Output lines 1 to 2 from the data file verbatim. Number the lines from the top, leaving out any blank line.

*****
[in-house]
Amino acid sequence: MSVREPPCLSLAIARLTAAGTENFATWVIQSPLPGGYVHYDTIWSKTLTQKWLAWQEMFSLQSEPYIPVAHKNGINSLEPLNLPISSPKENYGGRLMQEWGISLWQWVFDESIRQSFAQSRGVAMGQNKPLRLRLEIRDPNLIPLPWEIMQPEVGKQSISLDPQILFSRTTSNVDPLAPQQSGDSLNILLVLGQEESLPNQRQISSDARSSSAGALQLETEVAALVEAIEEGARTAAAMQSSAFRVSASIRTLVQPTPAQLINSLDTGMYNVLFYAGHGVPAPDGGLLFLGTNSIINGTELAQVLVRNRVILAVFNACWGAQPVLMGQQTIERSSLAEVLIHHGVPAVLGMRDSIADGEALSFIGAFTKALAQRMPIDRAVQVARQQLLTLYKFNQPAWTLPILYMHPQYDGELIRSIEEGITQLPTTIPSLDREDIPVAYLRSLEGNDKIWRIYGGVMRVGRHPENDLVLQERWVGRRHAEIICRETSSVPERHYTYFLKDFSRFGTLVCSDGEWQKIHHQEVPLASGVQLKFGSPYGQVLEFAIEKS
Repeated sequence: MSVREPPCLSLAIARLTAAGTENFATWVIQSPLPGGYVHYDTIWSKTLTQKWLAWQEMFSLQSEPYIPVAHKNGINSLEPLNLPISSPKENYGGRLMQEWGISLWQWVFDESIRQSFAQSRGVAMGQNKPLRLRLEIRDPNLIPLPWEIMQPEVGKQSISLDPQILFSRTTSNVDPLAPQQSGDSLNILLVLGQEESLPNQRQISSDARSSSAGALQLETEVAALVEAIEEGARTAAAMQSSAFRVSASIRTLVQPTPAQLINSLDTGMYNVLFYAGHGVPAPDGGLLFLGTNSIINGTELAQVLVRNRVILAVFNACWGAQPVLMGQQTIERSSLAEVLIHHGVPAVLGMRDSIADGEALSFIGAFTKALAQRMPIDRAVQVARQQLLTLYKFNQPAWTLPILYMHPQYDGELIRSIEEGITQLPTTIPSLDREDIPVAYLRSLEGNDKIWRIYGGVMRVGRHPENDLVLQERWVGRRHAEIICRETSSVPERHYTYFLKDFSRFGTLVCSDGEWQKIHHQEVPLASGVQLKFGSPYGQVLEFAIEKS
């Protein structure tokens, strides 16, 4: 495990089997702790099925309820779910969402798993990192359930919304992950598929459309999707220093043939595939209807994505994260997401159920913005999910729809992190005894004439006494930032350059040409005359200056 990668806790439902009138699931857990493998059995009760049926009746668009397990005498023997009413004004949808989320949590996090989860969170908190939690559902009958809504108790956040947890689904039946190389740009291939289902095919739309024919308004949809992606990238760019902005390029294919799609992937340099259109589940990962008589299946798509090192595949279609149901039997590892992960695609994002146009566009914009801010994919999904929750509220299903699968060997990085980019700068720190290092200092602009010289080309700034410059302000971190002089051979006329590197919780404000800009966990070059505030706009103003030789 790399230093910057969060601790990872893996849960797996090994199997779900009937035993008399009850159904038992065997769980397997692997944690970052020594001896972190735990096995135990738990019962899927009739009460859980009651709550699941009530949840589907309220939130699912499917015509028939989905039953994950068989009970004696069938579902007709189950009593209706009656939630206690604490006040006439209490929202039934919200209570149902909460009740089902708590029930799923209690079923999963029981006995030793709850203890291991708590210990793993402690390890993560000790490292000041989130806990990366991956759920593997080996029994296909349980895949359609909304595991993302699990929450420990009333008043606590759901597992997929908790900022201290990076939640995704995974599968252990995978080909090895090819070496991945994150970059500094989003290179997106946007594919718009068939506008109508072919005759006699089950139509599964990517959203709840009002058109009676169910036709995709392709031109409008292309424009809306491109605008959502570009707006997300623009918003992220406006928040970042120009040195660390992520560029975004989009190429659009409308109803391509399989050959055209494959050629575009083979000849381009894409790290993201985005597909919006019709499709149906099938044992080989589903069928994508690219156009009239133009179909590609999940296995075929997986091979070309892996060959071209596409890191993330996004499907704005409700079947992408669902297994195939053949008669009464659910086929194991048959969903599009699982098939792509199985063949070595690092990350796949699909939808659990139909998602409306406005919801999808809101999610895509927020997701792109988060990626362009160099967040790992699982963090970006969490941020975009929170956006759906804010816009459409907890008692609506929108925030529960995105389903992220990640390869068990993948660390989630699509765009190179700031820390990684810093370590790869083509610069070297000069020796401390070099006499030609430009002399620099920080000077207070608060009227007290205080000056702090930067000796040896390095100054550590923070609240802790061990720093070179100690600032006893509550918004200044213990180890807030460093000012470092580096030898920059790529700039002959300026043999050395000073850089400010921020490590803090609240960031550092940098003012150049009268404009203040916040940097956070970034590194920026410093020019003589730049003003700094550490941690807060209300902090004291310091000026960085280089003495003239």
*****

[in-house]
Amino acid sequence: MSVREPPCLSLAIARLTAAGTENFATWVIQSPLPGGYVHYDTIWSKTLTQKWLAWQEMFSLQSEPYIPVAHKNGINSLEPLNLPISSPKENYGGRLMQEWGISLWQWVFDESIRQSFAQSRGVAMGQNKPLRLRLEIRDPNLIPLPWEIMQPEVGKQSISLDPQILFSRTTSNVDPLAPQQSGDSLNILLVLGQEESLPNQRQISSDARSSSAGALQLETEVAALVEAIEEGARTAAAMQSSAFRVSASIRTLVQPTPAQLINSLDTGMYNVLFYAGHGVPAPDGGLLFLGTNSIINGTELAQVLVRNRVILAVFNACWGAQPVLMGQQTIERSSLAEVLIHHGVPAVLGMRDSIADGEALSFIGAFTKALAQRMPIDRAVQVARQQLLTLYKFNQPAWTLPILYMHPQYDGELIRSIEEGITQLPTTIPSLDREDIPVAYLRSLEGNDKIWRIYGGVMRVGRHPENDLVLQERWVGRRHAEIICRETSSVPERHYTYFLKDFSRFGTLVCSDGEWQKIHHQEVPLASGVQLKFGSPYGQVLEFAIEKS